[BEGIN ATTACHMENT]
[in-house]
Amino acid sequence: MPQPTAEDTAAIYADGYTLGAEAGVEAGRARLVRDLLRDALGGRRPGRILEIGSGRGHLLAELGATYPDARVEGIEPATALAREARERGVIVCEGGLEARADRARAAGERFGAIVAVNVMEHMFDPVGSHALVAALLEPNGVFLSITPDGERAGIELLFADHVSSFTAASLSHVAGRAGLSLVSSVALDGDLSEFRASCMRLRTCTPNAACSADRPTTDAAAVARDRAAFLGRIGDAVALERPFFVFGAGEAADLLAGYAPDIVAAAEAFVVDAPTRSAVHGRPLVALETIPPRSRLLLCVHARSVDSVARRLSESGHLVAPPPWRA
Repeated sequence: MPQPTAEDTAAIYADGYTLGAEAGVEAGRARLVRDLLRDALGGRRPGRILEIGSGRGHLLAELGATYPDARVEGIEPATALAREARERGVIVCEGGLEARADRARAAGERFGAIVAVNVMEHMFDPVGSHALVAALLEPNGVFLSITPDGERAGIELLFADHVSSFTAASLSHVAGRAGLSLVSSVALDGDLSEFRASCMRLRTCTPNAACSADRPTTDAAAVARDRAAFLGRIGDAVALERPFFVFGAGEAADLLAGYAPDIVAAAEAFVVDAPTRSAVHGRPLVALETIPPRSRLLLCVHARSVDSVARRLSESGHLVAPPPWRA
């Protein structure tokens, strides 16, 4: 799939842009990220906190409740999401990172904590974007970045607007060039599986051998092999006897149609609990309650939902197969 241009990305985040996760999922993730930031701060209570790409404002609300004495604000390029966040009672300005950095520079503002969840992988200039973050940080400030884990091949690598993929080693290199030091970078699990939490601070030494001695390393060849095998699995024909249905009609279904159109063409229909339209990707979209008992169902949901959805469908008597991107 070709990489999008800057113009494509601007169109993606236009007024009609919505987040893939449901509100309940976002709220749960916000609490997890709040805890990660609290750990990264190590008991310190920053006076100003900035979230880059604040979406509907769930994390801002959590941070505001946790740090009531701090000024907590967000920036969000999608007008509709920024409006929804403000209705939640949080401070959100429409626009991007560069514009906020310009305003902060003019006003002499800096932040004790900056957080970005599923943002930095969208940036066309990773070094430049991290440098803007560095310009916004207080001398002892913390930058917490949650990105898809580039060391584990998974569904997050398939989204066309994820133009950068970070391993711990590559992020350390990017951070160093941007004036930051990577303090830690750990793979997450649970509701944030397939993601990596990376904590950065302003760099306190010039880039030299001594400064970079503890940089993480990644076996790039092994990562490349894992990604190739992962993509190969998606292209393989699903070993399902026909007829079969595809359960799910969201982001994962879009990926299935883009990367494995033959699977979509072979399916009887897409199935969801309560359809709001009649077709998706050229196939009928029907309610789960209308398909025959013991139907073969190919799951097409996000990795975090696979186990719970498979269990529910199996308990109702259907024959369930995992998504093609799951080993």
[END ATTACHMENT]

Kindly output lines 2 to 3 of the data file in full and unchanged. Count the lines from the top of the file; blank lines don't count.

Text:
Amino acid sequence: MPQPTAEDTAAIYADGYTLGAEAGVEAGRARLVRDLLRDALGGRRPGRILEIGSGRGHLLAELGATYPDARVEGIEPATALAREARERGVIVCEGGLEARADRARAAGERFGAIVAVNVMEHMFDPVGSHALVAALLEPNGVFLSITPDGERAGIELLFADHVSSFTAASLSHVAGRAGLSLVSSVALDGDLSEFRASCMRLRTCTPNAACSADRPTTDAAAVARDRAAFLGRIGDAVALERPFFVFGAGEAADLLAGYAPDIVAAAEAFVVDAPTRSAVHGRPLVALETIPPRSRLLLCVHARSVDSVARRLSESGHLVAPPPWRA
Repeated sequence: MPQPTAEDTAAIYADGYTLGAEAGVEAGRARLVRDLLRDALGGRRPGRILEIGSGRGHLLAELGATYPDARVEGIEPATALAREARERGVIVCEGGLEARADRARAAGERFGAIVAVNVMEHMFDPVGSHALVAALLEPNGVFLSITPDGERAGIELLFADHVSSFTAASLSHVAGRAGLSLVSSVALDGDLSEFRASCMRLRTCTPNAACSADRPTTDAAAVARDRAAFLGRIGDAVALERPFFVFGAGEAADLLAGYAPDIVAAAEAFVVDAPTRSAVHGRPLVALETIPPRSRLLLCVHARSVDSVARRLSESGHLVAPPPWRA